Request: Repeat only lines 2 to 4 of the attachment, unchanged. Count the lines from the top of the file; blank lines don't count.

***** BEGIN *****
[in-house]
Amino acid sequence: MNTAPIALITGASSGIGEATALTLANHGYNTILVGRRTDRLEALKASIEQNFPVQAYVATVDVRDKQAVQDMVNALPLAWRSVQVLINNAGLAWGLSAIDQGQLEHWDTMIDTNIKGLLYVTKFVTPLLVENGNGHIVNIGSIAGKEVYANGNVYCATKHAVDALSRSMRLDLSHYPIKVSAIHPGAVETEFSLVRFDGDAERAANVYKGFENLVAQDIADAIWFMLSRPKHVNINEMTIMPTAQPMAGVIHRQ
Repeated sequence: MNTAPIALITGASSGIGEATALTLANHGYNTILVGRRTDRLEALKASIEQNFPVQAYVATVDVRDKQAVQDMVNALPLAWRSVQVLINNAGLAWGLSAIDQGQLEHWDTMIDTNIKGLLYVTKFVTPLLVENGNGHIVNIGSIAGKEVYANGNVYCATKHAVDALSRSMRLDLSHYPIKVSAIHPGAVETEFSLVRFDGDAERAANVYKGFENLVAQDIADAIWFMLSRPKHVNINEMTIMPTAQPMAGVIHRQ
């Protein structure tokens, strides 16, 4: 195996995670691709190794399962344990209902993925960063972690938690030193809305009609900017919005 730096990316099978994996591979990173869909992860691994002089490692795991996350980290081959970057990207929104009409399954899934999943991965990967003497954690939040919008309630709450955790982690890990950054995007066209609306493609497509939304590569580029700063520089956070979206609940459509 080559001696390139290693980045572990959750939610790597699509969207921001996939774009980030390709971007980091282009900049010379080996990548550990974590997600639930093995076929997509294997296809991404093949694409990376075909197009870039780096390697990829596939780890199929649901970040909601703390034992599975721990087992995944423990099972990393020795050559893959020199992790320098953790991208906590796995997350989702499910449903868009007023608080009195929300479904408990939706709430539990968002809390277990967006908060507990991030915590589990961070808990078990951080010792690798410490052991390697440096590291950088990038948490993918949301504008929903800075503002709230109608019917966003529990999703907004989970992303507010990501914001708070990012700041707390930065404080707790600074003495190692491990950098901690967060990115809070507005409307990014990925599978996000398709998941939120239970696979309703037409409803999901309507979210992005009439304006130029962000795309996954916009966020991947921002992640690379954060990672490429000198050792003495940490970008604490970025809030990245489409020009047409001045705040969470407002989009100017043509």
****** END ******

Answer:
Amino acid sequence: MNTAPIALITGASSGIGEATALTLANHGYNTILVGRRTDRLEALKASIEQNFPVQAYVATVDVRDKQAVQDMVNALPLAWRSVQVLINNAGLAWGLSAIDQGQLEHWDTMIDTNIKGLLYVTKFVTPLLVENGNGHIVNIGSIAGKEVYANGNVYCATKHAVDALSRSMRLDLSHYPIKVSAIHPGAVETEFSLVRFDGDAERAANVYKGFENLVAQDIADAIWFMLSRPKHVNINEMTIMPTAQPMAGVIHRQ
Repeated sequence: MNTAPIALITGASSGIGEATALTLANHGYNTILVGRRTDRLEALKASIEQNFPVQAYVATVDVRDKQAVQDMVNALPLAWRSVQVLINNAGLAWGLSAIDQGQLEHWDTMIDTNIKGLLYVTKFVTPLLVENGNGHIVNIGSIAGKEVYANGNVYCATKHAVDALSRSMRLDLSHYPIKVSAIHPGAVETEFSLVRFDGDAERAANVYKGFENLVAQDIADAIWFMLSRPKHVNINEMTIMPTAQPMAGVIHRQ
């Protein structure tokens, strides 16, 4: 195996995670691709190794399962344990209902993925960063972690938690030193809305009609900017919005 730096990316099978994996591979990173869909992860691994002089490692795991996350980290081959970057990207929104009409399954899934999943991965990967003497954690939040919008309630709450955790982690890990950054995007066209609306493609497509939304590569580029700063520089956070979206609940459509 080559001696390139290693980045572990959750939610790597699509969207921001996939774009980030390709971007980091282009900049010379080996990548550990974590997600639930093995076929997509294997296809991404093949694409990376075909197009870039780096390697990829596939780890199929649901970040909601703390034992599975721990087992995944423990099972990393020795050559893959020199992790320098953790991208906590796995997350989702499910449903868009007023608080009195929300479904408990939706709430539990968002809390277990967006908060507990991030915590589990961070808990078990951080010792690798410490052991390697440096590291950088990038948490993918949301504008929903800075503002709230109608019917966003529990999703907004989970992303507010990501914001708070990012700041707390930065404080707790600074003495190692491990950098901690967060990115809070507005409307990014990925599978996000398709998941939120239970696979309703037409409803999901309507979210992005009439304006130029962000795309996954916009966020991947921002992640690379954060990672490429000198050792003495940490970008604490970025809030990245489409020009047409001045705040969470407002989009100017043509």